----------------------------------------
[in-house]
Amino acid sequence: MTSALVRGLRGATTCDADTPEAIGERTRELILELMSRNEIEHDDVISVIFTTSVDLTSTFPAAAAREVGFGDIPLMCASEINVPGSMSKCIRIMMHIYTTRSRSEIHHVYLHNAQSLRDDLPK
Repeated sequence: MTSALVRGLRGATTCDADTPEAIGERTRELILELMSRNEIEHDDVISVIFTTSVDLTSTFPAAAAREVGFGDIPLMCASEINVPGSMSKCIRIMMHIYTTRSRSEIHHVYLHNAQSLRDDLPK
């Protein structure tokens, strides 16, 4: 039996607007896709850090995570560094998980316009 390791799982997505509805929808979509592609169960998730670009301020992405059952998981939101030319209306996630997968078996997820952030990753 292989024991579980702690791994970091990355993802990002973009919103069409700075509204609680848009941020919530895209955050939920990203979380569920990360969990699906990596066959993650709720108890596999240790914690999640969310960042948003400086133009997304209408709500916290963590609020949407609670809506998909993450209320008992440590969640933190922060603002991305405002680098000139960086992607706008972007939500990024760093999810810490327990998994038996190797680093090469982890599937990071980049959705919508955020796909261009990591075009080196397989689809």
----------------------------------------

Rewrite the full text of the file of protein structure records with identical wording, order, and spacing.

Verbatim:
[in-house]
Amino acid sequence: MTSALVRGLRGATTCDADTPEAIGERTRELILELMSRNEIEHDDVISVIFTTSVDLTSTFPAAAAREVGFGDIPLMCASEINVPGSMSKCIRIMMHIYTTRSRSEIHHVYLHNAQSLRDDLPK
Repeated sequence: MTSALVRGLRGATTCDADTPEAIGERTRELILELMSRNEIEHDDVISVIFTTSVDLTSTFPAAAAREVGFGDIPLMCASEINVPGSMSKCIRIMMHIYTTRSRSEIHHVYLHNAQSLRDDLPK
């Protein structure tokens, strides 16, 4: 039996607007896709850090995570560094998980316009 390791799982997505509805929808979509592609169960998730670009301020992405059952998981939101030319209306996630997968078996997820952030990753 292989024991579980702690791994970091990355993802990002973009919103069409700075509204609680848009941020919530895209955050939920990203979380569920990360969990699906990596066959993650709720108890596999240790914690999640969310960042948003400086133009997304209408709500916290963590609020949407609670809506998909993450209320008992440590969640933190922060603002991305405002680098000139960086992607706008972007939500990024760093999810810490327990998994038996190797680093090469982890599937990071980049959705919508955020796909261009990591075009080196397989689809």